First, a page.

17 Missionaries From Ohio, Including 2-Year-Old, Kidnapped by Haiti’s Most Notorious Gang…Their Fate Is Yet Unknown

By Serhii Mykhalchuk shutterstock
By Serhii Mykhalchuk shutterstock

There are reasons why Haiti is not a popular tourist destination. Poverty leads to crime and the tiny impoverished nation has plenty of both. It’s because of Haiti’s destitute population that missionaries from around the world flock to the country to save the unsaved.

Yet despite decades of thumping bibles, passing out food, and teaching orphans to sing cutesy songs, nothing has changed. Life in Haiti has only further deteriorated. God’s washed his holy hands of the country and He’s no longer offering divine protection to any person who thinks they can do better.

A missionary group from Ohio who thought they could make a difference are regretting not listening to the Big Guy’s still quiet voice of warning. They’ve been kidnapped by Haiti’s most notorious gang, the 400 Mawozo Gang. They abducted all 17 of them. Among the missing are five children, one of which is just the tender age of two.

This isn’t the gang’s first escapade of this nature. Earlier this year the 400 Mawozo Gang abducted five Catholic priests and two nuns.

The gang controls a large area of Ganthier known as Croix-des-Bouquets where they extort businesses, routinely carry out kidnaps for ransom, and prey heavily on motorists. Translated, the gang’s name means 400 “inexperienced men.”

The missionary group, Christian Aid Ministries, was snagged en route to an orphanage. The group includes five kids, five men, and seven women. One of the seventeen victims is a Canadian citizen. 

In a statement, the organizations said, “Join us in praying for those who are being held hostage, the kidnappers, and the families, friends, and churches affected. As an organization, we commit this situation to God and trust him to see us through.”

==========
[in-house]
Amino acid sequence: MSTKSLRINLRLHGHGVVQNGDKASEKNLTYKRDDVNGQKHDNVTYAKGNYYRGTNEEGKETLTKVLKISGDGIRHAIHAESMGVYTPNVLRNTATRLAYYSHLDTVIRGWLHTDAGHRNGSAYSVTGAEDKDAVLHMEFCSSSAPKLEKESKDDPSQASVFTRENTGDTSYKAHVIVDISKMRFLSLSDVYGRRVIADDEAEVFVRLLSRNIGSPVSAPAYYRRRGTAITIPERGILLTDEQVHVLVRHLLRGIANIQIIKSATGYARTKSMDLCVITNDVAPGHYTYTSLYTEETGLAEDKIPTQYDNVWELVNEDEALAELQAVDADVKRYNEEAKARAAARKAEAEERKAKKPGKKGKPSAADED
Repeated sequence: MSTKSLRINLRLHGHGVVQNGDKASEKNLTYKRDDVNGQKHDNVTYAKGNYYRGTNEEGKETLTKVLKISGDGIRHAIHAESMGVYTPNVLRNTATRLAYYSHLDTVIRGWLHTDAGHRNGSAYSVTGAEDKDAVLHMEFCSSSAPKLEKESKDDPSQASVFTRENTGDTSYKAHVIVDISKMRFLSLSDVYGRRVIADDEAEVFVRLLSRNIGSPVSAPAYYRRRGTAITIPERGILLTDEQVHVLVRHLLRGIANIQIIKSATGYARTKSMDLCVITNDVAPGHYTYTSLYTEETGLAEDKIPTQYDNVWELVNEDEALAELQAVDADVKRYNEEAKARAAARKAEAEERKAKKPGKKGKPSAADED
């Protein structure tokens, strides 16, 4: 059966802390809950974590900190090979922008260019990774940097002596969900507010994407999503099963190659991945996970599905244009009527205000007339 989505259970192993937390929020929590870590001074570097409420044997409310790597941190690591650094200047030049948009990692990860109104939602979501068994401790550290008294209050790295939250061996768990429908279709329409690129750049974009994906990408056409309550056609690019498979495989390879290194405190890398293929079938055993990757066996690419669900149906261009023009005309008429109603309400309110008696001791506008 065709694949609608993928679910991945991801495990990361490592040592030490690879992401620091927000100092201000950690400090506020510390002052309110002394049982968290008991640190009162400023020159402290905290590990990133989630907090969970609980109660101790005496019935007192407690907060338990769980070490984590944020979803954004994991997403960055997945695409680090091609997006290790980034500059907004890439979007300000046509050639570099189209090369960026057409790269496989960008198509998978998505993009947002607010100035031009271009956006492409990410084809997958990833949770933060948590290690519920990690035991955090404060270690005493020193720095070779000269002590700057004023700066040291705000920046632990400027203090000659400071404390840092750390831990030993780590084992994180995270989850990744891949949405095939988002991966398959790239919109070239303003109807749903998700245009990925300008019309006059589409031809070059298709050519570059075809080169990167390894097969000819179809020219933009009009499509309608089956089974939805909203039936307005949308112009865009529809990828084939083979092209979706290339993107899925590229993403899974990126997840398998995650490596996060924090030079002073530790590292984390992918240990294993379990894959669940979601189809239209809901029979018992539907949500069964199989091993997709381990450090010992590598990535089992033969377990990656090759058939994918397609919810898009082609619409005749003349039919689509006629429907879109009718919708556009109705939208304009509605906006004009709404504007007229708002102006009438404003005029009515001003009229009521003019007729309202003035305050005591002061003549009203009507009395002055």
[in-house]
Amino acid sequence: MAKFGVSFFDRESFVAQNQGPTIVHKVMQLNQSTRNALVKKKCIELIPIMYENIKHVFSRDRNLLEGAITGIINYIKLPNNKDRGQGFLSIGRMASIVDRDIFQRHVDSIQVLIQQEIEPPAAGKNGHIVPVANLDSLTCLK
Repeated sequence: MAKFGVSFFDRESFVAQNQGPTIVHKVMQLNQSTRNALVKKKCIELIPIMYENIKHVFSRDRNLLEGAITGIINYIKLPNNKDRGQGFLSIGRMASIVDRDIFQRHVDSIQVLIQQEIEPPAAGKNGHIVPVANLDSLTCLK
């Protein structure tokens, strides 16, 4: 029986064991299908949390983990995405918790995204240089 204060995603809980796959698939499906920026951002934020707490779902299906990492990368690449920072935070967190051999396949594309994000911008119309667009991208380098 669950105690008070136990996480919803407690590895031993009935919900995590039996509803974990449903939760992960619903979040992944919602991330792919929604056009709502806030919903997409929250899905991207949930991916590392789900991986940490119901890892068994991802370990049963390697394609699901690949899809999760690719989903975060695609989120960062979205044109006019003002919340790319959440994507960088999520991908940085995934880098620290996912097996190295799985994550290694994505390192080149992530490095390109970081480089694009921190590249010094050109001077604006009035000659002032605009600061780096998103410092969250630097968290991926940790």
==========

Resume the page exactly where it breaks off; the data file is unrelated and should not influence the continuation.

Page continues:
Haiti is in turmoil. Following the assassination of President Jovenel Moise, which threw the country into political unrest, quickly followed up by a 7.2 magnitude earthquake that reduced the Haitian population by 2,200, crime and violence are out of control. But nothing rings the register better than a good old-school kidnapping.

Christian Aid Ministries said helping orphans is only a small part of what they do in Haiti. They give seeds to farmers, hold bible classes, and operate a small medical clinic. 

Those kidnapped were assigned in Haiti full-time but have resided in the U.S. for the past nine months to the countries political unrest caused by President Moise’s assassination. They were returning to their previous station.

The gang’s leader, Wilson Joseph, is listed among Haiti’s most wanted. He’s wanted on charges including but not limited to, murder, attempted murder, theft, carjacking, and kidnapping. He’s been affectionately given the nickname of “Lanmo Sanjou,” or, “death doesn’t know which day it’s coming,” when roughly translated.

The gang plays rough. They once filled a passenger bus full of bullet holes, murdering an infant in the process. Churches are fun targets too. They’ve been known to abruptly stop church services by slaughtering the worshippers. Setting cars on fire is another favorite. Bonus points if there are passengers inside.

Here’s the problem the gang is having with well-meaning missionaries butting into their affairs. In 2019 Christian Aid Ministries took a beating when one of their God-fearing workers, Jeriah Mast, 40, was convicted of sexual abuse against multiple minors in his home state of Ohio. It was then determined that over the course of 15 years, Mast had also sexually abused over 30 Haitian orphans.